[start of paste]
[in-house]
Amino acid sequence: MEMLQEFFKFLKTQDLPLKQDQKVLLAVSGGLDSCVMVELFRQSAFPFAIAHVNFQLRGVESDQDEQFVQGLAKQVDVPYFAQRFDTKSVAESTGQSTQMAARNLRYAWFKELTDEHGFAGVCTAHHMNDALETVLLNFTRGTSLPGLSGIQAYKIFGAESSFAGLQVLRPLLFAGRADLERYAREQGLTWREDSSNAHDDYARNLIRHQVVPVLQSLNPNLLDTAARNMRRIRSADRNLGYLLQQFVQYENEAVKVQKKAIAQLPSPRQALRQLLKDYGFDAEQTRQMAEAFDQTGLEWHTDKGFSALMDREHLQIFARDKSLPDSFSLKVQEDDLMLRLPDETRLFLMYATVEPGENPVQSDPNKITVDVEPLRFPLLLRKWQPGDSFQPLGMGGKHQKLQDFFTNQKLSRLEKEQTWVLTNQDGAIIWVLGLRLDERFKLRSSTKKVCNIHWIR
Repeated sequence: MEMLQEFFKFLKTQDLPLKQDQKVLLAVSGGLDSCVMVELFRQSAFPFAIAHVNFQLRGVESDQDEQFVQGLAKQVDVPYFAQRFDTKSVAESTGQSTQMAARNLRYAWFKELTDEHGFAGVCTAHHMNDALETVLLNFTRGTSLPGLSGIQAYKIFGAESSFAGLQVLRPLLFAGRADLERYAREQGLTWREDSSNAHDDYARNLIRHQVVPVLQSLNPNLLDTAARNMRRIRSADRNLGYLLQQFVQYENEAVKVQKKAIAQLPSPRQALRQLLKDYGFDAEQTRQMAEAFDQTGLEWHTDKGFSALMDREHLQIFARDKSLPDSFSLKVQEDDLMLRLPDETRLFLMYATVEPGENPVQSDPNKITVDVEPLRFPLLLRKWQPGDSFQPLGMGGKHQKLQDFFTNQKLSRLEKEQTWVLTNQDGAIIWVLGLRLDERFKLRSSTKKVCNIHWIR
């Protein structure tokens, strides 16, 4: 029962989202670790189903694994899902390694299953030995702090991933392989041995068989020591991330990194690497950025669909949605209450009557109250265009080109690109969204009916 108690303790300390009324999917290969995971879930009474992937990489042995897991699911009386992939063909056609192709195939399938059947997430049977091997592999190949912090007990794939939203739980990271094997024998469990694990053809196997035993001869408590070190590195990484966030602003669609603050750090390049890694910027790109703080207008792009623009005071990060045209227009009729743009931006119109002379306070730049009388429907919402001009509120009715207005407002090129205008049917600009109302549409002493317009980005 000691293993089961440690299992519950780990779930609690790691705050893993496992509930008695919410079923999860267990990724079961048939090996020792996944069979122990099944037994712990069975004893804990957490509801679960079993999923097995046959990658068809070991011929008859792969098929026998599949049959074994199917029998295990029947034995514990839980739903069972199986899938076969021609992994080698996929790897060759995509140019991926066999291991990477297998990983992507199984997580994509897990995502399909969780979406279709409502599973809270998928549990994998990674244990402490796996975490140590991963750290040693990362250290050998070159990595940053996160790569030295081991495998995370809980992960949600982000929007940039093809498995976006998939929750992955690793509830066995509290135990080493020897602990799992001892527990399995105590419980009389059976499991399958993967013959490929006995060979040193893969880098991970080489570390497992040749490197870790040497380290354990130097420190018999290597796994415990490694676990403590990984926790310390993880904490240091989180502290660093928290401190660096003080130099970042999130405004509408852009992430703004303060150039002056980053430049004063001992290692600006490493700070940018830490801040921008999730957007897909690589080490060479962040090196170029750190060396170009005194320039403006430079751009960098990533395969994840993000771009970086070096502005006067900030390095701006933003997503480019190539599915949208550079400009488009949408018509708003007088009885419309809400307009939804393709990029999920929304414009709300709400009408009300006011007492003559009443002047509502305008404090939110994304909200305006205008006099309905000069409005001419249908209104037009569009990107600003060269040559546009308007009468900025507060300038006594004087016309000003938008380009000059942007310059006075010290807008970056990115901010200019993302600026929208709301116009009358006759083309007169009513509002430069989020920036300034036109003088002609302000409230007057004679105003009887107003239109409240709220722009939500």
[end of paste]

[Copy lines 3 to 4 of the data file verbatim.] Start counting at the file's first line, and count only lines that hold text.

Repeated sequence: MEMLQEFFKFLKTQDLPLKQDQKVLLAVSGGLDSCVMVELFRQSAFPFAIAHVNFQLRGVESDQDEQFVQGLAKQVDVPYFAQRFDTKSVAESTGQSTQMAARNLRYAWFKELTDEHGFAGVCTAHHMNDALETVLLNFTRGTSLPGLSGIQAYKIFGAESSFAGLQVLRPLLFAGRADLERYAREQGLTWREDSSNAHDDYARNLIRHQVVPVLQSLNPNLLDTAARNMRRIRSADRNLGYLLQQFVQYENEAVKVQKKAIAQLPSPRQALRQLLKDYGFDAEQTRQMAEAFDQTGLEWHTDKGFSALMDREHLQIFARDKSLPDSFSLKVQEDDLMLRLPDETRLFLMYATVEPGENPVQSDPNKITVDVEPLRFPLLLRKWQPGDSFQPLGMGGKHQKLQDFFTNQKLSRLEKEQTWVLTNQDGAIIWVLGLRLDERFKLRSSTKKVCNIHWIR
């Protein structure tokens, strides 16, 4: 029962989202670790189903694994899902390694299953030995702090991933392989041995068989020591991330990194690497950025669909949605209450009557109250265009080109690109969204009916 108690303790300390009324999917290969995971879930009474992937990489042995897991699911009386992939063909056609192709195939399938059947997430049977091997592999190949912090007990794939939203739980990271094997024998469990694990053809196997035993001869408590070190590195990484966030602003669609603050750090390049890694910027790109703080207008792009623009005071990060045209227009009729743009931006119109002379306070730049009388429907919402001009509120009715207005407002090129205008049917600009109302549409002493317009980005 000691293993089961440690299992519950780990779930609690790691705050893993496992509930008695919410079923999860267990990724079961048939090996020792996944069979122990099944037994712990069975004893804990957490509801679960079993999923097995046959990658068809070991011929008859792969098929026998599949049959074994199917029998295990029947034995514990839980739903069972199986899938076969021609992994080698996929790897060759995509140019991926066999291991990477297998990983992507199984997580994509897990995502399909969780979406279709409502599973809270998928549990994998990674244990402490796996975490140590991963750290040693990362250290050998070159990595940053996160790569030295081991495998995370809980992960949600982000929007940039093809498995976006998939929750992955690793509830066995509290135990080493020897602990799992001892527990399995105590419980009389059976499991399958993967013959490929006995060979040193893969880098991970080489570390497992040749490197870790040497380290354990130097420190018999290597796994415990490694676990403590990984926790310390993880904490240091989180502290660093928290401190660096003080130099970042999130405004509408852009992430703004303060150039002056980053430049004063001992290692600006490493700070940018830490801040921008999730957007897909690589080490060479962040090196170029750190060396170009005194320039403006430079751009960098990533395969994840993000771009970086070096502005006067900030390095701006933003997503480019190539599915949208550079400009488009949408018509708003007088009885419309809400307009939804393709990029999920929304414009709300709400009408009300006011007492003559009443002047509502305008404090939110994304909200305006205008006099309905000069409005001419249908209104037009569009990107600003060269040559546009308007009468900025507060300038006594004087016309000003938008380009000059942007310059006075010290807008970056990115901010200019993302600026929208709301116009009358006759083309007169009513509002430069989020920036300034036109003088002609302000409230007057004679105003009887107003239109409240709220722009939500």